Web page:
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Encyclopedia > Students

Alternate uses: Student (disambiguation)

Etymologically derived through Middle English from the Latin second-type conjugation verb "stŭdērĕ", which means "to study", a student is one who studies. Also known as a disciple in the sense of a religious area of study, and/or in the sense of a "discipline" of learning. In widest use, student is used to mean a school or class attendee. In many countries, the word student is however reserved for higher education or university students; persons attending classes in primary or secondary schools being called pupils.

Currently, many children and teenagers are subject to compulsory education: by law they are required to attend some form of school. Laws vary from country to country, but most students are allowed to abandon their education when they reach the legal age of consent.

November 17 is the International Students' Day, which commemorates those students killed at the beginning of World War II who called for peace; specifically, the date was chosen as a memory to Jan Opletal, and events following his death.


In the USA, where undergraduate degree courses commonly last four years, the following terms are used:

A freshman (or, frosh) is a first-year student in college or university, or, chiefly in the United States, in high school. (This word came from England, but is now used far more frequently in America.)

A sophomore is a second-year student. Etymologically, the word means 'wise fool'; consequently sophomoric means "pretentious, bombastic, inflated in style or manner; immature, crude, superficial" (according to the Oxford English Dictionary).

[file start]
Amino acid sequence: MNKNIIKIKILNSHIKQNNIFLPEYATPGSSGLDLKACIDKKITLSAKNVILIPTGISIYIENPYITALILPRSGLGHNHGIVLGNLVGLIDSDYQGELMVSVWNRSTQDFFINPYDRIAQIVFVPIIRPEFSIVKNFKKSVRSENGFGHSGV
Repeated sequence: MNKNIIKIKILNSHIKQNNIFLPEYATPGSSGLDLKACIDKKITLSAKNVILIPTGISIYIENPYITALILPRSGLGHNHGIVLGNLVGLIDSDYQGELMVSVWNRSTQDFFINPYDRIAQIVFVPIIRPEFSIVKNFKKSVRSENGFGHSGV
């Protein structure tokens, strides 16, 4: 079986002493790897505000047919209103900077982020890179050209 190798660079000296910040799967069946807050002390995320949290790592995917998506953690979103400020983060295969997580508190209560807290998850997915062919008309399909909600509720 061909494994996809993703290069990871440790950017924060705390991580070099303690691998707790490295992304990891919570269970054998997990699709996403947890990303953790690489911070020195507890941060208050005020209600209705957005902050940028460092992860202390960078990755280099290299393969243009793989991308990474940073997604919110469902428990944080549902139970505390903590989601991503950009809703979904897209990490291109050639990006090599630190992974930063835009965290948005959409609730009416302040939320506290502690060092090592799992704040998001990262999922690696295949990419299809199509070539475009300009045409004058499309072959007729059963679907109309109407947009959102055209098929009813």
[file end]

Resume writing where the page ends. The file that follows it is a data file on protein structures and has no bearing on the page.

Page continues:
A junior is a student in the third year of high school or college.

A senior is a student in the fourth and last year at a school, college, or university.

Freshman and sophomore are sometimes used figuratively, mainly in US English usage, to refer for example to a first or second effort ("the singer's freshman album"), or to a politician's first or second term in office ("sophomore senator") or an athlete's first or second year on a professional sports team. Junior and senior aren't used in this figurative way to refer to third and fourth years or efforts, because of those words' broader meanings of 'older' and 'younger'. (A junior senator is therefore not one who is in his or her third term of office, but rather merely one who has not been in the Senate as long as the other senator from his or her state.)

At universities in the United Kingdom the term fresher is used to describe new students. Unlike the American term freshman it sometimes only applies in the first few months of a student's first year; the North American equivalent would be frosh (in singular and plural).

Although freshman has not been as touched by political correctness as other words (such as chairman), some have begun calling first-year students freshpersons.

See also

  Results from FactBites:
Student - Wikipedia, the free encyclopedia (1021 words)
The word student is etymologically derived through Middle English from the Latin second-type conjugation verb "stŭdērĕ", meaning "to direct one's zeal at"; hence a student is one who directs zeal at a subject.
A student is also known as a disciple in the sense of a religious area of study or in the sense of a "discipline" of learning.
A freshman (common replacements: frosh, newbie, etc.) is a first-year student in college or university, or, chiefly in the United States, in high school.
Texas A&M University Student Rules: Appendix VIII (2325 words)
The student organization is responsible for assuring that alcohol consumption does not detrimentally affect the health and well being of those attending the event.
A student found guilty of noncompliance with these rules or the laws of the State of Texas has committed a violation of University Student Rules and is subject to sanctions commensurate with the offense and any aggravating and mitigating circumstances.
Students 21 years of age or older who choose to consume alcoholic beverages are expected to do so in moderation to ensure residents’ rights to privacy, sleep and study within their rooms.
  More results at FactBites »



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